Tennessee’s new Senate education leader is pro-voucher attorney

Tennessee’s new Senate education leader is pro-voucher attorney

A Memphis-area lawmaker who is an attorney for a pro-voucher group was named Wednesday to lead the legislature’s powerful Senate committee over education policy.
Germantown Republican Brian Kelsey will replace Dolores Gresham, the longtime GOP chairwoman who recently retired from the legislature.
He was picked by Lt. Gov. Randy McNally, who announced Senate committee assignments for the 112th Tennessee General Assembly.
Memphis Republican Mark White, another voucher supporter, is expected to remain as chairman of the House Education Committee when Speaker Cameron Sexton announces his chamber’s assignments later Wednesday or Thursday.
Both committees are the gatekeepers of hundreds of bills filed annually to affect Tennessee students, educators, and schools. Vouchers, which provide families with state funding to help pay for private school tuition, have been at the center of bitter legislative fights in Tennessee in recent years. Last spring, a judge overturned a 2019 voucher law and halted the state’s program before it could launch.
Kelsey is an attorney for the Liberty Justice Center, a Chicago-based group supporting the state’s appeals to reverse the voucher ruling. The state Supreme Court is considering whether to hear the case after a lower appeals court sided with the judge in September.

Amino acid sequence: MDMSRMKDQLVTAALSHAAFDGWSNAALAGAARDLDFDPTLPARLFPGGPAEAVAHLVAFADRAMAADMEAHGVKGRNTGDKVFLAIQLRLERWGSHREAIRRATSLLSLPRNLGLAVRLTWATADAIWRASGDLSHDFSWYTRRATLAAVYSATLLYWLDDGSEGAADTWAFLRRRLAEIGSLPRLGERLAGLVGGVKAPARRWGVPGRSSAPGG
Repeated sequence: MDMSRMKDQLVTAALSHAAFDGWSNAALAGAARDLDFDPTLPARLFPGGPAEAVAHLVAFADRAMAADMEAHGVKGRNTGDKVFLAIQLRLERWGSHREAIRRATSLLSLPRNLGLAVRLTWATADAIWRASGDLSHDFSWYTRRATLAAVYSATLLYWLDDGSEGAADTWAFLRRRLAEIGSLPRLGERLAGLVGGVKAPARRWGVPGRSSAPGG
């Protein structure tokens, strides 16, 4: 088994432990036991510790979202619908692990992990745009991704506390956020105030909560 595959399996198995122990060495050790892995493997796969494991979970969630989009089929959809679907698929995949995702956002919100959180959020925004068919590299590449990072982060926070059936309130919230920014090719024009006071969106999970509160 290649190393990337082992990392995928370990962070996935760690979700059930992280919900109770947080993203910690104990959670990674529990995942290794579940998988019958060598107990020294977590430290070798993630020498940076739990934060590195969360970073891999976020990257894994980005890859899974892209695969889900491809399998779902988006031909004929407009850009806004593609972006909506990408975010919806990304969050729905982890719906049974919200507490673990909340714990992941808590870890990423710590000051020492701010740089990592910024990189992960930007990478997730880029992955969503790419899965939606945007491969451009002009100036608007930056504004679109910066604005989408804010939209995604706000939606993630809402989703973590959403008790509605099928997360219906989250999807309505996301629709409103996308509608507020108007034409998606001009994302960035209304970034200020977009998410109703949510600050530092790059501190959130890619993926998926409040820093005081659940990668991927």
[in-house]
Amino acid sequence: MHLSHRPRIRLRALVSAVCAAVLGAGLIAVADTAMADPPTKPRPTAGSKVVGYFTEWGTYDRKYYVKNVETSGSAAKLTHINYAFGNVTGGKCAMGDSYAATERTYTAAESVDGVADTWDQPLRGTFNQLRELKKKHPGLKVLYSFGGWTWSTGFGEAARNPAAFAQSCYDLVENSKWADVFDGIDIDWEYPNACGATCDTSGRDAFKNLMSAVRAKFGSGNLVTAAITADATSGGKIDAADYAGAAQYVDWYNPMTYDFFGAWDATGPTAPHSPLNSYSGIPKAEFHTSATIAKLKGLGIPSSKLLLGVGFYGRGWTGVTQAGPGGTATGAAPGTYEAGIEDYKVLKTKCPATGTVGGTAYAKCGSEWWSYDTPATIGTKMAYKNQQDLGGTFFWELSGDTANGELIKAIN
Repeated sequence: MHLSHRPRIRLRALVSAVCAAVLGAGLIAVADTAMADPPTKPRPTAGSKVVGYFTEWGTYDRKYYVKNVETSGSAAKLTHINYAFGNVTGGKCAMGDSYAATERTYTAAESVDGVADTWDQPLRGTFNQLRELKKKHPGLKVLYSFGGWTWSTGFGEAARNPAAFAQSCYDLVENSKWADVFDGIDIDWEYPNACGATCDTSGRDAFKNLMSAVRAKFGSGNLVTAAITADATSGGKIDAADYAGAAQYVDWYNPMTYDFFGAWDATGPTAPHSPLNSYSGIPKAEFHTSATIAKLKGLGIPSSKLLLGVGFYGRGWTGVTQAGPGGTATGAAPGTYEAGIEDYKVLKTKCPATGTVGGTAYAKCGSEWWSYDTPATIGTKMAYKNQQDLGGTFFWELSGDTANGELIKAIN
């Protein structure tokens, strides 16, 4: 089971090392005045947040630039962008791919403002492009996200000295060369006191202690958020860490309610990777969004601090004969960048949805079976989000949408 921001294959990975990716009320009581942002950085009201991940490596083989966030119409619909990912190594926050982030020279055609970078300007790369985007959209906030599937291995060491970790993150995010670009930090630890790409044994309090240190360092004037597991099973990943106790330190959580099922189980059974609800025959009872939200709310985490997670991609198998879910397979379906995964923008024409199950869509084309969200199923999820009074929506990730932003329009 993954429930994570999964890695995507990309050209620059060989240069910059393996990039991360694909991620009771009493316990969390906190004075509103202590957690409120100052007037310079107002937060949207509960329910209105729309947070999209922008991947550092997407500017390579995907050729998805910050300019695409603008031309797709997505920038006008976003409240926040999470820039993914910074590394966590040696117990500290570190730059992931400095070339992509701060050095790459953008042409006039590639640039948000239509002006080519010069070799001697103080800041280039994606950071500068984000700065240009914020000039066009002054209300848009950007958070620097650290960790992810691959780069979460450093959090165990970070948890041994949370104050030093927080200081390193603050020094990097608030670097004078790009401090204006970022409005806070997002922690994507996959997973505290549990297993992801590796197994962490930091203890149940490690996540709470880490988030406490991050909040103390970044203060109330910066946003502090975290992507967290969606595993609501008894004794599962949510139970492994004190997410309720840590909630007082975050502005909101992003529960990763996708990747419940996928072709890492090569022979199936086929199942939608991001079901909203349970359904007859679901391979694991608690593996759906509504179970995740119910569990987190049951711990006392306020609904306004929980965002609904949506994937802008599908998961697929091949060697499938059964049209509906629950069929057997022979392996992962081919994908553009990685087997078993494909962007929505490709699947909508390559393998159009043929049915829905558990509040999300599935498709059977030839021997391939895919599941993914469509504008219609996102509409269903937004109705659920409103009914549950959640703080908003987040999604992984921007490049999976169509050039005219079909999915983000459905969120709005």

Next week, Kelsey will chair the Senate panel that will consider major legislation from Gov. Bill Lee during a special session on pandemic-related challenges to the state’s education system. On the agenda are teacher pay, school funding, literacy, testing, and programs to catch students up.
“Unfortunately there has been significant learning loss as a result of this pandemic,” Kelsey said Tuesday. “I support our governor’s efforts to shine a light on the education of our children.”
Gresham chaired the Senate panel for 12 years and staunchly supported policies like vouchers to give parents more education choices for their children.
In an interview with Chalkbeat, Kelsey praised the state’s direction on education under Gresham’s leadership and talked about his own background for the job.
“Personally, the main reason I ran for office 16 years ago was to improve the education system in Tennessee. My wife and my mom are both former teachers and have taught me the importance of a good education for success in life,” said Kelsey, who has served on the Senate education panel since 2011.
Kelsey declined to comment when asked about a 2019 news report that a grand jury was investigating campaign transactions related to his failed bid for Congress in 2016.
His nine-member committee will include only one Democrat, Sen. Raumesh Akbari of Memphis. She opposes vouchers and has called for targeted investments in public education to help the state’s most vulnerable students.
Below are new committee assignments:
Senate Education Committee
Brain Kelsey, R-Germantown, chairman
Jon Lundberg, R-Bristol, first vice chairman
Raumesh Akbari, D-Memphis, second vice chairman
Mike Bell, R-Riceville
Rusty Crowe, R-Johnson City
Ferrell Haile, R-Gallatin
Joey Hensley, R-Hohenwald
Bill Powers, R-Clarksville
Dawn White, R-Murfreesboro
Editor’s note: This story will be updated after House committee assignments are released.

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